To build support, Ahn Cheol-soo turning further to the political right

Posted on : 2017-04-22 14:22 KST Modified on : 2019-10-19 20:29 KST
Conservatives are the swing voters in upcoming presidential election, so Ahn is toughening stances on security and North Korea
People’s Party presidential candidate Ahn Cheol-soo speaks at a campaign appearance in front of the Lotte Hotel in Ulsan
People’s Party presidential candidate Ahn Cheol-soo speaks at a campaign appearance in front of the Lotte Hotel in Ulsan

People’s Party presidential candidate Ahn Cheol-soo is increasing his overtures to the right wing by mentioning the possibility of including the conservative Liberty Korea Party in the government and reorganizing the political landscape. By taking on clear conservative overtones such as emphasizing pressure and sanctions on North Korea and a strong alliance with the US, Ahn has moved one step closer to the conservatives who have emerged as the new swing voters in the May 9 presidential election.

During a panel discussion organized by the Korea Broadcasting Journalists Club and held at the Seoul Marina Club in Seoul’s Yeouido neighbourhood, on the morning of Apr. 20, Ahn was asked a question about whether his approach to governance included extending a hand to the Liberty Korea Party. “[Governance] is extremely broad in scope. If I become president, engaging in discussions with other parties will help me create a framework for ideal governance. What is clear is that I will set up a unified cabinet. I will even appoint people from other camps,” Ahn responded. When asked whether he would appoint lawmakers from the liberal Minjoo Party and from the Liberty Korea Party for his own cabinet, he said, “Of course. I will bring on the most talented people even if they’re with other parties.”

This is the first time that Ahn has specified the Liberty Korea Party when referring to a unified cabinet. His remarks are interpreted to mean that he could partner with the Liberty Korea Party and the conservative Bareun Party, which are the former ruling party. “This is not a time to distinguish between progressives and conservatives. Do progressives and conservatives have a different view of justice? I don’t acknowledge such dichotomous distinctions,” he said.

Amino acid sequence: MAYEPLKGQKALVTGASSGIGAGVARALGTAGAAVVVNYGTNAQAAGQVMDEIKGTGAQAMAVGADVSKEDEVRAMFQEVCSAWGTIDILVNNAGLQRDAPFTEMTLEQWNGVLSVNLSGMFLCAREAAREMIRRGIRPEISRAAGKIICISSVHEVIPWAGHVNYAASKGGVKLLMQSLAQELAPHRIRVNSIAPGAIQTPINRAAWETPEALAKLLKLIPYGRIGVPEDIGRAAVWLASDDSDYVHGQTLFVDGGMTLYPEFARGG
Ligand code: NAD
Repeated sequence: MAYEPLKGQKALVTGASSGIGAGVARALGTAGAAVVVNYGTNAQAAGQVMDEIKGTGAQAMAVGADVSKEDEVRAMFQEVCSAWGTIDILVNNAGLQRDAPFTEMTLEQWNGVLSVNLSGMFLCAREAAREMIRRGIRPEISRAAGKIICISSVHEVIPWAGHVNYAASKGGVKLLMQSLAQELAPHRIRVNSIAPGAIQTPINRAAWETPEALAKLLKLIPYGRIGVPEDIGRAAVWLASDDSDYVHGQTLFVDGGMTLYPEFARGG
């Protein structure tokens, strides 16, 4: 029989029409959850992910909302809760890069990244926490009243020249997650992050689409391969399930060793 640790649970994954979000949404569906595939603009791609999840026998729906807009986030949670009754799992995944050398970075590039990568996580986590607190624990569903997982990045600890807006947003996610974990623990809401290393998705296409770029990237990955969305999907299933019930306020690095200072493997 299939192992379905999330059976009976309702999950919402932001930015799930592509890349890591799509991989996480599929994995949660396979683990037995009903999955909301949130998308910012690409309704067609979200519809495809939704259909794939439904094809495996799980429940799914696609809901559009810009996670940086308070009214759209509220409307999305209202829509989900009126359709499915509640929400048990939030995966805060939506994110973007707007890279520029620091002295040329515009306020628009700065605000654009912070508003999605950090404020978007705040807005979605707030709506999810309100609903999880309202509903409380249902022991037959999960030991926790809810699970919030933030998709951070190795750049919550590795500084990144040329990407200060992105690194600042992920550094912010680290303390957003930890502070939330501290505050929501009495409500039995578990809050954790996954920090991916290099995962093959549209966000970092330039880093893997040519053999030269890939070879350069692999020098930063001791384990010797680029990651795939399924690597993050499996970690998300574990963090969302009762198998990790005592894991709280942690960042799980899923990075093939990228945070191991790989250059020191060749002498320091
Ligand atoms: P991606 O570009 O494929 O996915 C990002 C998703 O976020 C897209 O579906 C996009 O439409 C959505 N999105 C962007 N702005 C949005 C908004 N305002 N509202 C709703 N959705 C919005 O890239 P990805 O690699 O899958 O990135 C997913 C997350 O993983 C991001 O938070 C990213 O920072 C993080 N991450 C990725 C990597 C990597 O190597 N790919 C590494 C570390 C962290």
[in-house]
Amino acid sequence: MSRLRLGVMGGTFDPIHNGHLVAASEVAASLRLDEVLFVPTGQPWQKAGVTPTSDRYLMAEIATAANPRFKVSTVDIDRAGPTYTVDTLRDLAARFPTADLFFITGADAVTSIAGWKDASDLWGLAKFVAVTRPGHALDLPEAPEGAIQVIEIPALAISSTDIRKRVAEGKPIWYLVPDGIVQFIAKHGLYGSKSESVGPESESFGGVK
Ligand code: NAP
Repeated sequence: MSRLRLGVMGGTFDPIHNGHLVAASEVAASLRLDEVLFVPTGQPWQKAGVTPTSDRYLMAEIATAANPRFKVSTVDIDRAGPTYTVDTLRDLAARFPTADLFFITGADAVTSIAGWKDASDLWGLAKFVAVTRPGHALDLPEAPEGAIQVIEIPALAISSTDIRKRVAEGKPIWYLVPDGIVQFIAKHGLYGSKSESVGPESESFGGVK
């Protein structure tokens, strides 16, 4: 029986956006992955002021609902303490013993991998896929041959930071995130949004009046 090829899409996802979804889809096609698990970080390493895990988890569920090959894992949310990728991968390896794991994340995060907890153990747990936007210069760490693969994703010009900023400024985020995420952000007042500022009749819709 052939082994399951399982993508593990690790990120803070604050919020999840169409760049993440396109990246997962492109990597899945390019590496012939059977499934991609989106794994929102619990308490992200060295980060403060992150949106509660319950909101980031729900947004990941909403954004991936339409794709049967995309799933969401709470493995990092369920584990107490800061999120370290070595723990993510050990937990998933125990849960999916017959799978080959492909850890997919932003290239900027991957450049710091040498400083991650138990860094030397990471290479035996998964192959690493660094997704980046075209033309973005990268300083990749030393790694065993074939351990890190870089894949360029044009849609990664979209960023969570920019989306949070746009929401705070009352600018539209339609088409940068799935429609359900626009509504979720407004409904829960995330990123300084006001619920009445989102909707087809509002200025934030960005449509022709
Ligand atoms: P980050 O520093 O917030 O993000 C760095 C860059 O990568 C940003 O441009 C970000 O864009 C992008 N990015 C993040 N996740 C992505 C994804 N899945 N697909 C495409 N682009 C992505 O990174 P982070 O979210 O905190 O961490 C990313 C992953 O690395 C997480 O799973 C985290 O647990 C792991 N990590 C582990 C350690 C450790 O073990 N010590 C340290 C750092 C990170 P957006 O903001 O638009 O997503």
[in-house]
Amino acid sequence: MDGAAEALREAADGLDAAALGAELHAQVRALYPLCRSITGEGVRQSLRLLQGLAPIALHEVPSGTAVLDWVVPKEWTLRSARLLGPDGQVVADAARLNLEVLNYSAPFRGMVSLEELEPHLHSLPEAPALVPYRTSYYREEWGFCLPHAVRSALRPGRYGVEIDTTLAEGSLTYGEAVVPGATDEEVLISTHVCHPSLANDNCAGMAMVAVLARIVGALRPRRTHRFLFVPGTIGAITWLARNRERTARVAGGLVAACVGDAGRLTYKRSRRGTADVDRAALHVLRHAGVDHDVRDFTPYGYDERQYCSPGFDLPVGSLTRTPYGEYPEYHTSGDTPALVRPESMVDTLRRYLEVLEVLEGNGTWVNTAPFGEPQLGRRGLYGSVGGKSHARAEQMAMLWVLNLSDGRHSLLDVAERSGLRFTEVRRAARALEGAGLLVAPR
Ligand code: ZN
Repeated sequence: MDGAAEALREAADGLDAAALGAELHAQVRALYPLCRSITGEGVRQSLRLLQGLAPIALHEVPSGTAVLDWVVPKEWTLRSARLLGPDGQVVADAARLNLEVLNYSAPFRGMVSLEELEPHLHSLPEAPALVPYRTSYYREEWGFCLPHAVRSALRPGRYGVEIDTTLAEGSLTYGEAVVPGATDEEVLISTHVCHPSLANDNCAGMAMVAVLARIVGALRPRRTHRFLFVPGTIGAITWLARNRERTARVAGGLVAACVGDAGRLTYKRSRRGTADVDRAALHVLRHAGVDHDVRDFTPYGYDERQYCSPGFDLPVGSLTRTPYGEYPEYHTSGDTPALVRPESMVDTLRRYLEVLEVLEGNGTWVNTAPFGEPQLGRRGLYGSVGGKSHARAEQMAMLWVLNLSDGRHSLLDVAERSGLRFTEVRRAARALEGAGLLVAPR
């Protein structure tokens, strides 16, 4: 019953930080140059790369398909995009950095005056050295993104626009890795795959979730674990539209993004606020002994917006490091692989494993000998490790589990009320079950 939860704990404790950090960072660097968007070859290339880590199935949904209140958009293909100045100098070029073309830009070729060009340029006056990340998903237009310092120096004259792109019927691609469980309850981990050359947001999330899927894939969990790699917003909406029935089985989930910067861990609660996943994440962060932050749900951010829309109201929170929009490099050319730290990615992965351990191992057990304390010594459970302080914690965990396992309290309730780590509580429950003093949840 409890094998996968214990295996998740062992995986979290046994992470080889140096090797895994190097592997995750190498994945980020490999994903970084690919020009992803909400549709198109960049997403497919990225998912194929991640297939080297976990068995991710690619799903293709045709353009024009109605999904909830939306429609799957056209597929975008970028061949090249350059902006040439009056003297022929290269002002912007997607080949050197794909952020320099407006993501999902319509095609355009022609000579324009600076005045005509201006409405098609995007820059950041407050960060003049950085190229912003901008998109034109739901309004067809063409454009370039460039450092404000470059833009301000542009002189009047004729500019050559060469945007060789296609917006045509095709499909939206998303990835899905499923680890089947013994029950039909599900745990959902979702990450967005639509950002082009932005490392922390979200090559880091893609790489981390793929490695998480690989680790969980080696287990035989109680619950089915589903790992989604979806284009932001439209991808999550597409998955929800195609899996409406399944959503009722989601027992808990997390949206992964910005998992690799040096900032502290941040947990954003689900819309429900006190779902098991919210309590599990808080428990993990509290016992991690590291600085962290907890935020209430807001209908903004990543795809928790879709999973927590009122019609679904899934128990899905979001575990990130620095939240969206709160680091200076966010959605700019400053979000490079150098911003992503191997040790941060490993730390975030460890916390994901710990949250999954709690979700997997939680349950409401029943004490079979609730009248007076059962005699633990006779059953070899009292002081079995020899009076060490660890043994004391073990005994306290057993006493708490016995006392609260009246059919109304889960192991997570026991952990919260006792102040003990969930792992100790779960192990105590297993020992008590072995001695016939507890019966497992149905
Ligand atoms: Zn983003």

“If I become president, there will be a complete transformation of politics in the Republic of Korea. The current structure and even the number of seats of each party will mean nothing at all,” Ahn said, predicting that there will be a massive political restructuring oriented on the People’s Party.

Ahn seems intent on setting himself apart from Minjoo Party candidate Moon Jae-in in the areas of foreign policy and security, which are of particular interest to South Korea’s conservatives. “In the adversarial relationship between North and South Korea, North Korea is our main enemy,” Ahn clearly stated. This was a clear rebuttal to Moon, who had remarked the previous day that identifying North Korea as the South’s main enemy “is not the kind of remark that a presidential hopeful should make.”

When asked whether he regarded North Korean leader Kim Jong-un as a partner for dialogue, Ahn said, “[Kim Jong-un] is a real headache and unpredictable. I think that the US and China need to play an important role. We need to start by organizing a summit with the US as soon as possible.” At the same time, Ahn distanced himself from the possibility of moving forward on inter-Korean dialogue, such as by holding a summit with the North. “A summit is not the goal. A summit is necessary as a method of resolving the North Korean nuclear program,” he said.

During a speech as the leader of a National Assembly parliamentary group in Sep. 2016, People’s Party leader Park Jie-won said, “We must take the lead in bringing peace to the Korean Peninsula with an inter-Korean summit. Even if it fails, the mere attempt to hold a summit will ease tensions on the Korean Peninsula and help us seize the diplomatic initiative.” Following controversy about Ahn changing his story on the deployment of the THAAD missile defense system, he now appears to be charting an independent course toward the right.

When Ahn ran for president in 2012, he emphasized dialogue, saying that “rising tensions [with North Korea] and threats to peace are things that the people do not want.” But during the debate on Apr. 20, he said that South Korea “ought to have retaliated against the battery that attacked Yeonpyeong Island” and that, if a North Korean ICBM penetrated South Korean airspace, he would “mobilize the Republic of Korea’s defense systems and give the order to shoot down the missile.” Five years ago, Ahn had argued that South Korea should take over wartime operational control (OPCON) of its military by 2015, but on Apr. 20 he said that the OPCON transfer “will be considered and deliberated when our security capabilities are strong enough for us to defend ourselves.”

By Choi Hye-jung, staff reporter

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